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Programming concepts

Two interesting reads relating to the Programming Languages course I’m taking at University:

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Sergey Brin interviewed

Jeremy Allaire has posted notes on an interview with Sergey Brin of Google, conducted at the PC Forum conference. Some highlights:

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Why XML doesn’t suck

Tim Bray: Why XML Doesn’t Suck (a follow up to XML Is Too Hard For Programmers). I’d quote the best bits but there are just too many—this article clears up all of the loose ends in my understanding of why XML is such an important technology.

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Attribute selectors now supported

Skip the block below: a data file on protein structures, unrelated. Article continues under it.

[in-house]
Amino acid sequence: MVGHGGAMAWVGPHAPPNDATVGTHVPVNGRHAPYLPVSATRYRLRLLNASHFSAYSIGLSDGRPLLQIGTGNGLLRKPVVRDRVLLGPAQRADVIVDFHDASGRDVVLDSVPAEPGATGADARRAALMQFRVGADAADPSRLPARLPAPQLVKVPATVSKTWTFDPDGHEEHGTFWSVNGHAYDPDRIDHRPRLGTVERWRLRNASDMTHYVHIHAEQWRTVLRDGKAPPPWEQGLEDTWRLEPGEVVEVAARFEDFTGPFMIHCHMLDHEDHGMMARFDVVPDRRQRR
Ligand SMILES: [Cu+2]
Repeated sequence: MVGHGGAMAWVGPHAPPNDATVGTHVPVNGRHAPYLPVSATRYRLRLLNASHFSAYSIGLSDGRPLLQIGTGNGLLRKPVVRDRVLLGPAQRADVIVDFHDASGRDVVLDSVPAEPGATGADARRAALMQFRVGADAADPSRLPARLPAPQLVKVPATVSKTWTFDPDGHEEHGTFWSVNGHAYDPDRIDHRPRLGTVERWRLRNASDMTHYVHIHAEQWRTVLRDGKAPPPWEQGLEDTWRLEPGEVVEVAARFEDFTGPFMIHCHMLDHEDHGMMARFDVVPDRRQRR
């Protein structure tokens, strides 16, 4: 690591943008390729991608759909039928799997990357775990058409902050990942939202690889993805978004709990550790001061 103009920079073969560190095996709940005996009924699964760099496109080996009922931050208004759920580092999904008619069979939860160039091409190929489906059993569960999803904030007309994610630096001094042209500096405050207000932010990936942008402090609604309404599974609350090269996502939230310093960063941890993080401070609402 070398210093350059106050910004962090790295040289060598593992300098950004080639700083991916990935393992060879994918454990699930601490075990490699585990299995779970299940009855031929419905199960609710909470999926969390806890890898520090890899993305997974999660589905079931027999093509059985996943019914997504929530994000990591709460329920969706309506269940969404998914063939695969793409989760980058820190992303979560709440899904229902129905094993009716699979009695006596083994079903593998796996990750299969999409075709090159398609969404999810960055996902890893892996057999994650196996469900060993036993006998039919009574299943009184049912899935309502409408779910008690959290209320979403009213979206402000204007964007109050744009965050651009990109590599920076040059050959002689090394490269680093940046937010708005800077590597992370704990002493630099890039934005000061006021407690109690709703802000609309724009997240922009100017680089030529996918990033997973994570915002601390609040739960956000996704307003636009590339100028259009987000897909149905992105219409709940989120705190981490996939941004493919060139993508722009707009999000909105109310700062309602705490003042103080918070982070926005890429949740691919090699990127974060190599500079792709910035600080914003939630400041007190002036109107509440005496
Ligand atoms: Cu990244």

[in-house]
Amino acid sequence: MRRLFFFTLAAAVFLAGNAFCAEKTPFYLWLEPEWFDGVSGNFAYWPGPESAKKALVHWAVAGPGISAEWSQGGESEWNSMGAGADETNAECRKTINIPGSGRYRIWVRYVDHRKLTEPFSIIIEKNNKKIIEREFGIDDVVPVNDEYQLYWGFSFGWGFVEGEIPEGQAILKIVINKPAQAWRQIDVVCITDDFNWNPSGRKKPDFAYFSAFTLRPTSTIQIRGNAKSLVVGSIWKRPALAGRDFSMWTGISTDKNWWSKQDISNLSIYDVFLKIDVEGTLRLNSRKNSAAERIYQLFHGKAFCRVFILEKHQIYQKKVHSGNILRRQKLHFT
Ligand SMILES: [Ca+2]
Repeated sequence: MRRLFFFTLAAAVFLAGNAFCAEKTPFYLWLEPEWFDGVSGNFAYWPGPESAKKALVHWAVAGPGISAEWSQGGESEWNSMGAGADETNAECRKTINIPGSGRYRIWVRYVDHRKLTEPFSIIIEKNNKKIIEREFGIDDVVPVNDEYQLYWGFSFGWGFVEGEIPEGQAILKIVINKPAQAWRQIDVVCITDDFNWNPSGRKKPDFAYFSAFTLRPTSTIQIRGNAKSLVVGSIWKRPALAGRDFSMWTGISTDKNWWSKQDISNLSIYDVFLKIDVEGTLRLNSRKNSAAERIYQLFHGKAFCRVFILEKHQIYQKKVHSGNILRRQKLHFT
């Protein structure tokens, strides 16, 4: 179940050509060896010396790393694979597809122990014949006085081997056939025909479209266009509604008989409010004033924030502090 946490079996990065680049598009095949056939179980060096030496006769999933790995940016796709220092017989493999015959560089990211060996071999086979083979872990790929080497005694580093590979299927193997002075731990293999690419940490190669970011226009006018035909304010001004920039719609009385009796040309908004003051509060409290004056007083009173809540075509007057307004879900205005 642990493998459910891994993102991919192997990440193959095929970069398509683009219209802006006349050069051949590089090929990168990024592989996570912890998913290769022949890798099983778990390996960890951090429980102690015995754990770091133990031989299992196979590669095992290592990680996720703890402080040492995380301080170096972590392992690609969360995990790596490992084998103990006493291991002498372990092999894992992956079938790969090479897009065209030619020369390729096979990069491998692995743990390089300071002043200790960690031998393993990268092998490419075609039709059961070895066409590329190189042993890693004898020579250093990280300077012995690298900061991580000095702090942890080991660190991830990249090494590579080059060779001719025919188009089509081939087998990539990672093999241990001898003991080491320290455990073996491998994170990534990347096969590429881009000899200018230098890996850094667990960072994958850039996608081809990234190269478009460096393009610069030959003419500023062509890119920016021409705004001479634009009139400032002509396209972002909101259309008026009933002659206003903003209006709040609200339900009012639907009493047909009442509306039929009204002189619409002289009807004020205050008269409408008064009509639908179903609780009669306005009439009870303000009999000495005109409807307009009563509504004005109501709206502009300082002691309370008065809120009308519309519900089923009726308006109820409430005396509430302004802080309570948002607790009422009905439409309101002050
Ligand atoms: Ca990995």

I’ve updated document.getElementsBySelector to support CSS2 and CSS3 attribute selectors, as described here. Attribute selectors allow you to match elements based on any attribute using a variety or different rules including begins-with, ends-with, contains and more. The new version is tested in Mozilla, Phoenix and IE5/Windows (and I’m almost certain it works in IE6). There is a slight bug in Opera 7 preventing the ends-with selector from working which I have been unable to track down—any Opera javascript experts out there?

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Retrieving all DOM descendants

First observation of the day: IE 5 for Windows doesn’t understand element.getElementsByTagName('*') to retrieve all descendants of an element in the DOM. element.all has the desired effect for that browser. So to retrieve all descendants in a way that will work on standards compliant browsers plus IE 5, the following seems to be the best bet:

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Inspired by Andy, I decided to have a crack at something I’ve been thinking about trying for a long time. document.getElementsBySelector is a javascript function which takes a standard CSS style selector and returns an array of elements objects from the document that match that selector. For example: